Chocolate is the quintessential symbol of Belgium, what with the praline being invented here at the turn of the 20th century, and a whole culture around it. The praline, a chocolate bonbon with a hard shell and a soft center filling, was invented by Jean Neuhaus II in 1912. It has since grown into an entire industry with dozens of chocolatier offering their version of this classic Belgian treat. The Belgian chocolate has become so sought after that they can cost upwards of 80€ per kilo. This is also due to a recent crisis in the farming of cocoa beans, with some experts predicting that it may become seriously threatened by climate change in the coming years.
Brussels Express offers you its personal guide on the world of Belgian chocolate. For the sake of time we’ll take more of a cursory glance than a deep dive, identifying some of our favorite chocolatiers in Belgium’s three biggest cities.
The stand out in Brussels is Pierre Marcolini. Their flagship on the Sablon is a mix of 19th century exterieurs and sleek modern intereurs. The pralines are on the second floor next to a couple tables with a spectacular view of the church of the Sablon. Marcolini sources cocoas from around the world and makes the chocolates in house, unlike most chocolatier who buy the chocolate already made and take it from there. Two things really make this chocolate standout, the first is that all the praline look the same, this gives the whole affair a minimal feel to it, and it fits perfectly in a gift boxes. The second is that the flavors are what you could consider to be experimental. Chilis from texas, safran etc. Marcolini is a perfect place to take a couple friends in town.
Mary is the official chocolatier of the Belgian royal family. These are the chocolates we give to visiting dignitaries. That means that these presumably were the chocolate Donald Trump was eating “a lot of” on his recent trip to Brussels. Mary makes a more traditional praline, they’ve been around since 1919, and have been a fancy of local dikkeneks for nearly a century now. The interieurs are reminiscient of a different era. These are the chocolates you give to the in-laws.
The most well-known chocolatier in Antwerp is ‘The Chocolate Line’ by Dominique Persoone, a native of Bruges. This is known as a more experimental chocolatier, although what they have in originality they lack in overall quality. The Chocolate Line is overpriced, overly sweet, and pretty tasteless. The staff there are students who don’t care about chocolate, the interior is thoughtlessly asymmetric. This is just a tourist trap disguised as a chocolatier where you can find bacon and weed flavor praline… cool story bro. This is a classic case of instagram gourmandise.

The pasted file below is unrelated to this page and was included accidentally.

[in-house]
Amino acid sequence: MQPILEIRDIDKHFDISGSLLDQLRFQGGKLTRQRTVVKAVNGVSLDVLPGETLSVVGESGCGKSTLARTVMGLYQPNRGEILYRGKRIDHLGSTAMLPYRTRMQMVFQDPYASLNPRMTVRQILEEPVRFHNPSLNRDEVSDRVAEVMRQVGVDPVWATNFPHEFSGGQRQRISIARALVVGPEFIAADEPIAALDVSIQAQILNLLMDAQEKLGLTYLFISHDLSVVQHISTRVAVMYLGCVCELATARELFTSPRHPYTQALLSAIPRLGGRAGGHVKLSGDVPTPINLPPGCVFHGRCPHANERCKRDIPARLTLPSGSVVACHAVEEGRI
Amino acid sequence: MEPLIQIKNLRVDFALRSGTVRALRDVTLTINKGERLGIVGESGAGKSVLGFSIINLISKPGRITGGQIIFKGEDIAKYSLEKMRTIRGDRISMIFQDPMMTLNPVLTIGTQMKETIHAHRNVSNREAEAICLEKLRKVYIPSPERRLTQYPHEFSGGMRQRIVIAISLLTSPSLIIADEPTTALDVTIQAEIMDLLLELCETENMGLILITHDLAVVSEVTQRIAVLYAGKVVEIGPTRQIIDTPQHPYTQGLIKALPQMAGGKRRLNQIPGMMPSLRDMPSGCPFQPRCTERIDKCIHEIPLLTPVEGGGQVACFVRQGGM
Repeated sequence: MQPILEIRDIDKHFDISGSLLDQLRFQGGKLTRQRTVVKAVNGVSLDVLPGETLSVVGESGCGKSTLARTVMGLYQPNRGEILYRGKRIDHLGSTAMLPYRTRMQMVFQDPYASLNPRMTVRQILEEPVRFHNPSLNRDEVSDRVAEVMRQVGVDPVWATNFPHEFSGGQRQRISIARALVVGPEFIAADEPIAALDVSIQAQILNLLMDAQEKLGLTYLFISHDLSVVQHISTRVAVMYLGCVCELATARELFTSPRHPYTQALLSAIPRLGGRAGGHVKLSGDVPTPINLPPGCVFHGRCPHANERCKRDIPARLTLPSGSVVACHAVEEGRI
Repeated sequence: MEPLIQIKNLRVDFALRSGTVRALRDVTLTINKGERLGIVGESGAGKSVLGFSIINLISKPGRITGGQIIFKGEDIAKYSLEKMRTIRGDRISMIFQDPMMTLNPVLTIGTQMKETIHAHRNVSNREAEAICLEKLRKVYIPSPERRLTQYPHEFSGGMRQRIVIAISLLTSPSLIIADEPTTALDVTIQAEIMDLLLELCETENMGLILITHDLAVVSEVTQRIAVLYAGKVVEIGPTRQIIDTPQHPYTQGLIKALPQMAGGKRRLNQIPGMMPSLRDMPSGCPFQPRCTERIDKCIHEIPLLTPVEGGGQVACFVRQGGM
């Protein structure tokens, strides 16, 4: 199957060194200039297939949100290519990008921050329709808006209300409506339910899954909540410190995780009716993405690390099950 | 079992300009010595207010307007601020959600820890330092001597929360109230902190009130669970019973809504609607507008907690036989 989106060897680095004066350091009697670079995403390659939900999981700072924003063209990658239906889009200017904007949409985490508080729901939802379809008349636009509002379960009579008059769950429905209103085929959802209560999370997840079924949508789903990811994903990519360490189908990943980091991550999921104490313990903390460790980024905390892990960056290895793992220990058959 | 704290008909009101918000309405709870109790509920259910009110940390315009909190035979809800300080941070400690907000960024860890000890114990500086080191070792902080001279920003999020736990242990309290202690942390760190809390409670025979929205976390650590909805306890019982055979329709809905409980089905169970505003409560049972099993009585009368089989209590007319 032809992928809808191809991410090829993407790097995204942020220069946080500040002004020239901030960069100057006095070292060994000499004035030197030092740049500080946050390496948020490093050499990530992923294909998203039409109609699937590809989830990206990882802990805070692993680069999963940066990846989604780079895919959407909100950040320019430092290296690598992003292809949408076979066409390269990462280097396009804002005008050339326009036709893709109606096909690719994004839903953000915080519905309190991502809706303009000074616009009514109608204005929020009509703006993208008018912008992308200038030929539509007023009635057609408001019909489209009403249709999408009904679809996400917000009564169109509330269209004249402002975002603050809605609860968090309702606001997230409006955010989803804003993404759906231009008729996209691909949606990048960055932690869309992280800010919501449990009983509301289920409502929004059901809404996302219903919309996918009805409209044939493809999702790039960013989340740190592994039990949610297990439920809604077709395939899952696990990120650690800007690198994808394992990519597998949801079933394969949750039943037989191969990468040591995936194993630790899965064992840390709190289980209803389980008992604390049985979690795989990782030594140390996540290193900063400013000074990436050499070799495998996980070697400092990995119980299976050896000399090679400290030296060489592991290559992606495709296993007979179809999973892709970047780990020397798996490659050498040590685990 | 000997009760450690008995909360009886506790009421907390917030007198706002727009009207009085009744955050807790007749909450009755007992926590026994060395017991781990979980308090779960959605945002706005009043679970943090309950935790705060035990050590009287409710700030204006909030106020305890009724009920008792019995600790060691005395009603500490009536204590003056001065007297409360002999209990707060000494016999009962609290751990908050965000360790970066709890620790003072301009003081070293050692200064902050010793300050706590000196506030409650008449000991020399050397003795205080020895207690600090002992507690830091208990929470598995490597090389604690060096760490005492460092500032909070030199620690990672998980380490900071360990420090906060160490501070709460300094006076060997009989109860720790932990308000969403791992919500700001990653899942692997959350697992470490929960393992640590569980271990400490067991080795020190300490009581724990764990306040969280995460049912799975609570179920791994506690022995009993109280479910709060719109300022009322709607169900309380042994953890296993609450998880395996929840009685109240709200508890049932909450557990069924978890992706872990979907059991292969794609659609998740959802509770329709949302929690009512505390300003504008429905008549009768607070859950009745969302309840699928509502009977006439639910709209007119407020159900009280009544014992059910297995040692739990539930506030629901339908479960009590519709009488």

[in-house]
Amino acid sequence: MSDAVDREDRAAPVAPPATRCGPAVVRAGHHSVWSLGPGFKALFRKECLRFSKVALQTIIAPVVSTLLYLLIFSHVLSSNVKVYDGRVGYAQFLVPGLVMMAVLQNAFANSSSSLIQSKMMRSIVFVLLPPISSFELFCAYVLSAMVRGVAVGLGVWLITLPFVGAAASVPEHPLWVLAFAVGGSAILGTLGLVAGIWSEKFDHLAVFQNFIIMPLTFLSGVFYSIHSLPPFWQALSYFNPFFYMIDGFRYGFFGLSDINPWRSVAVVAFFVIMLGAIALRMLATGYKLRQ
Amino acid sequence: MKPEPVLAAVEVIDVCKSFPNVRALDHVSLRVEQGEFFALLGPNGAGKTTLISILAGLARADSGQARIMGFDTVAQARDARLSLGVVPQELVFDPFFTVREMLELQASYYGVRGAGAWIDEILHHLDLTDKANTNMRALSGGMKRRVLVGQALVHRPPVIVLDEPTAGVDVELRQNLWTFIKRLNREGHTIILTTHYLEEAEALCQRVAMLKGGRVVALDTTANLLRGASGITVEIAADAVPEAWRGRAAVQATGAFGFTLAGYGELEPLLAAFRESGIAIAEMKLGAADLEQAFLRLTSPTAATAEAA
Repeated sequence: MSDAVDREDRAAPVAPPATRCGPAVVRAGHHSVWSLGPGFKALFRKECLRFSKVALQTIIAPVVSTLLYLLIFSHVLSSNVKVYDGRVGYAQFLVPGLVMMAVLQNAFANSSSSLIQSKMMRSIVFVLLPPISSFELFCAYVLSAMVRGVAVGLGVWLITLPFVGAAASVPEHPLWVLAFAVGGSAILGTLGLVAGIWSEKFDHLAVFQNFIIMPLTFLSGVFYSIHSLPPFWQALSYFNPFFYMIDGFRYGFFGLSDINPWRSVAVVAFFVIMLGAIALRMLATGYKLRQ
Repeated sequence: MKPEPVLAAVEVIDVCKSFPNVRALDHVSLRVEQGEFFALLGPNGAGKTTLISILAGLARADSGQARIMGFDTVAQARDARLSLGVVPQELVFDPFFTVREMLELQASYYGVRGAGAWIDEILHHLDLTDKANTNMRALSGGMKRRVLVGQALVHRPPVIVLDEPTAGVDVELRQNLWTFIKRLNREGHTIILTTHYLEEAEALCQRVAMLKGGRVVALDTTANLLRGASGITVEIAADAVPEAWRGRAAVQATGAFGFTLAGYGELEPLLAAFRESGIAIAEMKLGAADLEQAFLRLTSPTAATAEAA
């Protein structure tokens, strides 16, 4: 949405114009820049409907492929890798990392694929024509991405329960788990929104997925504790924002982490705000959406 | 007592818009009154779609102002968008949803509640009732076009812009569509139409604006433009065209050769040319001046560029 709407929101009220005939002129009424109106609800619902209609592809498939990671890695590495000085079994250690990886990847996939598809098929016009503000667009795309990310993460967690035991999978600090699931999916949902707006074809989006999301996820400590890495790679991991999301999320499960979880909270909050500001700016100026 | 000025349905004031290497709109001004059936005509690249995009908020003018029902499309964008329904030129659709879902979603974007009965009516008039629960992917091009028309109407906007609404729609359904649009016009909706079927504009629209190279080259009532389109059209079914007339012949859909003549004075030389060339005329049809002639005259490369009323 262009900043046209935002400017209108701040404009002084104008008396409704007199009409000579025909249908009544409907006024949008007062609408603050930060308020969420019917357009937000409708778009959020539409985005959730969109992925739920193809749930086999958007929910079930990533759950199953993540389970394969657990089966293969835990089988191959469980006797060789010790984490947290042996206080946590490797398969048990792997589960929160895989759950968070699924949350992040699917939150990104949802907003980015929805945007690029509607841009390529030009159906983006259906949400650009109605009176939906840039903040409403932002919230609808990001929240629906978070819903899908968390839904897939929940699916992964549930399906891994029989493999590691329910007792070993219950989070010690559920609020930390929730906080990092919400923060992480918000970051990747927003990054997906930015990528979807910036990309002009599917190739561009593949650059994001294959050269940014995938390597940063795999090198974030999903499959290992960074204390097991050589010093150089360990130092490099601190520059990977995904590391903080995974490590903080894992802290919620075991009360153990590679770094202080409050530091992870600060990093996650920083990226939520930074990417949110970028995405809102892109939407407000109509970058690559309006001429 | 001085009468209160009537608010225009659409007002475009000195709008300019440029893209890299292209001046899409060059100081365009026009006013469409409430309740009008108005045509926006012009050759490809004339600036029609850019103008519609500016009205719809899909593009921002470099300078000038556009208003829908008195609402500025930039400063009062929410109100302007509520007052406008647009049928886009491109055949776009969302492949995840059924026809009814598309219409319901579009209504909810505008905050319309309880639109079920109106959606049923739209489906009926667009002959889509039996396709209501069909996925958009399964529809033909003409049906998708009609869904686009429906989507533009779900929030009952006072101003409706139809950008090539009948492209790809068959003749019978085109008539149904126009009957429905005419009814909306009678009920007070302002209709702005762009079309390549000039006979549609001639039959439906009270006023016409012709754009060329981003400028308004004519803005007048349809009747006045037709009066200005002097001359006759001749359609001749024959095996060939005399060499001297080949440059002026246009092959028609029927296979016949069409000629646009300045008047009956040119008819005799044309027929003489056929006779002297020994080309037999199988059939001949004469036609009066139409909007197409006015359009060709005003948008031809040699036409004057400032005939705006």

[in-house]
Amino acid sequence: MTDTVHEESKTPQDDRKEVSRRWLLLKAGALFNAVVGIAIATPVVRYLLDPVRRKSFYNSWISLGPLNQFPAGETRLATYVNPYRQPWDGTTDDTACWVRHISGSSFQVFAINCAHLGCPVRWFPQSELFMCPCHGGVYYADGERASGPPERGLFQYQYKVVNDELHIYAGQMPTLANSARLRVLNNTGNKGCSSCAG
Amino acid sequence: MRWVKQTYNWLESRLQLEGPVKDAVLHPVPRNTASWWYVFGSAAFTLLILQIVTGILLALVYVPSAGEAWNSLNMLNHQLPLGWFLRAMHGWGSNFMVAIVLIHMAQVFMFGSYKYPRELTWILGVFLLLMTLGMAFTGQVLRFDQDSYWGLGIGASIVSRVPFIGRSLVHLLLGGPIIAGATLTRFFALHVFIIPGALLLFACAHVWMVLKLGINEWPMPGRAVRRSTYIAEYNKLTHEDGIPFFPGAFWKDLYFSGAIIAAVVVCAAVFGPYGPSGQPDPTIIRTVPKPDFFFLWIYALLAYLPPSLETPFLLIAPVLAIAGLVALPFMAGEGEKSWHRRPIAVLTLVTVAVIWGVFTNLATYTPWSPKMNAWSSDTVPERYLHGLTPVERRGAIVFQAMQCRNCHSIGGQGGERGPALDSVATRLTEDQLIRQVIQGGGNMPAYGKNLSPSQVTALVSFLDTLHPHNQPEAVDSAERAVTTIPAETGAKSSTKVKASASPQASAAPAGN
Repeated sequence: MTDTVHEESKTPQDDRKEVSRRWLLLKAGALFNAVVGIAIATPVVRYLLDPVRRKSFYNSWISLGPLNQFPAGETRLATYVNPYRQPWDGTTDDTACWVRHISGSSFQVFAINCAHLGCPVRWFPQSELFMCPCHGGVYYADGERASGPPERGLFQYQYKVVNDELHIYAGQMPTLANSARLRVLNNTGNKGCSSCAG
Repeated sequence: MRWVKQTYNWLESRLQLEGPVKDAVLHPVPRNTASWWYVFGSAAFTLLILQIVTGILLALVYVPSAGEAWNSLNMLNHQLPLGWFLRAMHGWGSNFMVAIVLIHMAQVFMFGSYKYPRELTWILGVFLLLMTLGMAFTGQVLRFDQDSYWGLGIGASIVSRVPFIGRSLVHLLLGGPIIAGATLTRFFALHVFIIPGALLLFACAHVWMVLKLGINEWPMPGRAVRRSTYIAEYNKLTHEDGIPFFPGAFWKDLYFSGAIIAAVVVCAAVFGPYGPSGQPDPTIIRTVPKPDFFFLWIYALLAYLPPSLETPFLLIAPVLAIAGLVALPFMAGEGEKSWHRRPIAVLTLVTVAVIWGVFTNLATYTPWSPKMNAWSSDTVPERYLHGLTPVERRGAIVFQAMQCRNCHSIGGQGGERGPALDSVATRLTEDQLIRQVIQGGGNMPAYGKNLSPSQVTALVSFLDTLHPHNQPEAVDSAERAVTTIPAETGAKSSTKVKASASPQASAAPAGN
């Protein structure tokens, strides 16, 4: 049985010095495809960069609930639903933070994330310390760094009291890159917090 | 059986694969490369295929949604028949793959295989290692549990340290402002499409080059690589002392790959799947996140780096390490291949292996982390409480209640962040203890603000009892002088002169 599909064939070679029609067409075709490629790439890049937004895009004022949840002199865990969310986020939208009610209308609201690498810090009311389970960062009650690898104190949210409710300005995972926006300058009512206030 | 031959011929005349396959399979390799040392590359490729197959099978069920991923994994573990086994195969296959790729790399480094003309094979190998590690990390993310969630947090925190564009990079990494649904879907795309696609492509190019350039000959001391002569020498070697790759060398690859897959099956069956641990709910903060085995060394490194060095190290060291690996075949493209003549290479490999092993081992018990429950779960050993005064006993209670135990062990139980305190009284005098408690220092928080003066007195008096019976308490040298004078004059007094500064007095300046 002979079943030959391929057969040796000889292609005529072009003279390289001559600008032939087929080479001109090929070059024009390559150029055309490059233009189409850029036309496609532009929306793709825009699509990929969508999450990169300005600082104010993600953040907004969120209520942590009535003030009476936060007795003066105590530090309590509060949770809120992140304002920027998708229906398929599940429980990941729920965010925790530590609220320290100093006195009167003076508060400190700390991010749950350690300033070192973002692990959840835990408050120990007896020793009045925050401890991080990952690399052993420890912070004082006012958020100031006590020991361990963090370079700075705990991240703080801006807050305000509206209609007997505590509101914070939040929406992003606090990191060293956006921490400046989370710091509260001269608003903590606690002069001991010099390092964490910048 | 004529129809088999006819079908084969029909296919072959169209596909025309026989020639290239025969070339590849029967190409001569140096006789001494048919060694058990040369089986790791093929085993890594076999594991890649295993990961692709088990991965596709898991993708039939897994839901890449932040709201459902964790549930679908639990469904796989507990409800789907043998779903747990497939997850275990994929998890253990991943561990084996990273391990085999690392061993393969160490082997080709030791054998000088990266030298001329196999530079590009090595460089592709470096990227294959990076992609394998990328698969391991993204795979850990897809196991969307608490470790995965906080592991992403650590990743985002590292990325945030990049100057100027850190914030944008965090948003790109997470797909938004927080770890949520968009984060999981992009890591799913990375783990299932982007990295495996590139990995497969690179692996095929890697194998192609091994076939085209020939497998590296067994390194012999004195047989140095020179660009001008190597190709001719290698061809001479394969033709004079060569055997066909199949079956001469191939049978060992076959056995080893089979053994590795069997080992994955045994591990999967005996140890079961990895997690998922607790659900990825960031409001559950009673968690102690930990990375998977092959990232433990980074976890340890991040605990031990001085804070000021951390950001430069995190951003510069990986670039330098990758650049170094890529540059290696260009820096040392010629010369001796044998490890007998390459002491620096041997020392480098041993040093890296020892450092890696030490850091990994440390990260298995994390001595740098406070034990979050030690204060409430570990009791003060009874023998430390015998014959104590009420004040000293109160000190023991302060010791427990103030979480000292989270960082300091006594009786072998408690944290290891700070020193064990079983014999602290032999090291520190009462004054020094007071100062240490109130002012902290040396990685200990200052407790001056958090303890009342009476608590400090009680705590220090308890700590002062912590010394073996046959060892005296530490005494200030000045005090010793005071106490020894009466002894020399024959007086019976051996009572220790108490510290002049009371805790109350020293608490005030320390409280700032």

Burie on the other hand is the real Antwerp chocolatier, despite the family being from Oostende. The store is less impressive, and less centrally located, but the chocolate is simply superior. They are known for their quality, history and hand-made chocolate statues that change every couple weeks. They have little chocolate hands and diamonds, two emblems of Antwerp, that serve as excellent toursity snacks.
Yuzu in Gent is a “best of both worlds” sort of chocolatier. They’re young and experimental, but delicious. The one thing that’s great about Yuzu -that these other chocolatiers don’t have- is the typically Gent characteristic of a complete lack of pomp. My first time there I didn’t realize it was the same yuzu I had been reading about all those years. The chocolate is incredible though. At this point I can’t visit Gent without stopping by Yuzu. It’s Belgian chocolate with a Japanese twist.